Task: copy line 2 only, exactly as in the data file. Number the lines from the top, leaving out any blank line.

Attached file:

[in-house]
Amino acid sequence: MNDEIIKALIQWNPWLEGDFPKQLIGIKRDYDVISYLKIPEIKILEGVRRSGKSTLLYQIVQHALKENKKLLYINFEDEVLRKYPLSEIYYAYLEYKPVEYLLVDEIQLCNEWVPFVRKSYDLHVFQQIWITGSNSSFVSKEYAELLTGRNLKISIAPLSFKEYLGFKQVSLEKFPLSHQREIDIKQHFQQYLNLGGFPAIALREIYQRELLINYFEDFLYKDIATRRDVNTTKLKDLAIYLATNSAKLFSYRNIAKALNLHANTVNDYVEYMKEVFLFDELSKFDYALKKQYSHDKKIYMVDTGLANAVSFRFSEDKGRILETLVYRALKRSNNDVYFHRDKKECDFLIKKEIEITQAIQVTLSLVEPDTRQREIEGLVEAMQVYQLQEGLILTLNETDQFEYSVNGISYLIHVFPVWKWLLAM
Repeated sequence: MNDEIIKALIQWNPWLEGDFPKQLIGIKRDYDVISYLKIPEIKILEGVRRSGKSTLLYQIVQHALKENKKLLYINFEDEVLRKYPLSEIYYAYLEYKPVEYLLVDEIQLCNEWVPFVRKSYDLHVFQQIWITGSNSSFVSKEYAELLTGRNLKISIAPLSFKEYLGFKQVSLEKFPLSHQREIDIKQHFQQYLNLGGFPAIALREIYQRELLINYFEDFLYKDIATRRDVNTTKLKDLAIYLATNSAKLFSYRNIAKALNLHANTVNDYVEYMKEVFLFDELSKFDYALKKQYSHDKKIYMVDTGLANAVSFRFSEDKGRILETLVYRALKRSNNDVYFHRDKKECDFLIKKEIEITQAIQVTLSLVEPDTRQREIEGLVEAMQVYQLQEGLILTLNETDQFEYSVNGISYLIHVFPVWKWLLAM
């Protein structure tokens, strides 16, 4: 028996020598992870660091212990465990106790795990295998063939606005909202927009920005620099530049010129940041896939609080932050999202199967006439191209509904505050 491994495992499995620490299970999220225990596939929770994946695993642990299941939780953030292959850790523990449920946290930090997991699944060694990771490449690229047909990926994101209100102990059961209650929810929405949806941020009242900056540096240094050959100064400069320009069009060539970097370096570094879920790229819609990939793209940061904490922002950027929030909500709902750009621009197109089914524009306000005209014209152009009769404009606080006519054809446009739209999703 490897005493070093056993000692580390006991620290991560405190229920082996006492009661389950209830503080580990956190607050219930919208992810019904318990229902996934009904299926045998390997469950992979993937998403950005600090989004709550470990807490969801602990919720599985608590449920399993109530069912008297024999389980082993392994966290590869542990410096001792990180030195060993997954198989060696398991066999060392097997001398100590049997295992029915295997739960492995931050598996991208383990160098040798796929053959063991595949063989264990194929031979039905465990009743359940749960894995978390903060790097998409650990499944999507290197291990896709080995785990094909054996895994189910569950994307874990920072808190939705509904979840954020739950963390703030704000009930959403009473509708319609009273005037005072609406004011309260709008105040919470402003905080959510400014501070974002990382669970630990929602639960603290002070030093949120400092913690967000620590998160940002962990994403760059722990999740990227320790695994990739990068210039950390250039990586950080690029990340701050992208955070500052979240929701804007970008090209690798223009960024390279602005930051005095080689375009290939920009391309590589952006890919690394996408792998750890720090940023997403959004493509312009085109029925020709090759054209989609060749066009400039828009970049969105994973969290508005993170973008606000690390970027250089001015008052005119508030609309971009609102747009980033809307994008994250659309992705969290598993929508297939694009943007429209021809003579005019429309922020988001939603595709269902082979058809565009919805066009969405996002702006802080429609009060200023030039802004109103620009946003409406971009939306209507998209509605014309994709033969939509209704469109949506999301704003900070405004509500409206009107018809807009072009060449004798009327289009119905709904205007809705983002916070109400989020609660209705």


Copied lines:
Amino acid sequence: MNDEIIKALIQWNPWLEGDFPKQLIGIKRDYDVISYLKIPEIKILEGVRRSGKSTLLYQIVQHALKENKKLLYINFEDEVLRKYPLSEIYYAYLEYKPVEYLLVDEIQLCNEWVPFVRKSYDLHVFQQIWITGSNSSFVSKEYAELLTGRNLKISIAPLSFKEYLGFKQVSLEKFPLSHQREIDIKQHFQQYLNLGGFPAIALREIYQRELLINYFEDFLYKDIATRRDVNTTKLKDLAIYLATNSAKLFSYRNIAKALNLHANTVNDYVEYMKEVFLFDELSKFDYALKKQYSHDKKIYMVDTGLANAVSFRFSEDKGRILETLVYRALKRSNNDVYFHRDKKECDFLIKKEIEITQAIQVTLSLVEPDTRQREIEGLVEAMQVYQLQEGLILTLNETDQFEYSVNGISYLIHVFPVWKWLLAM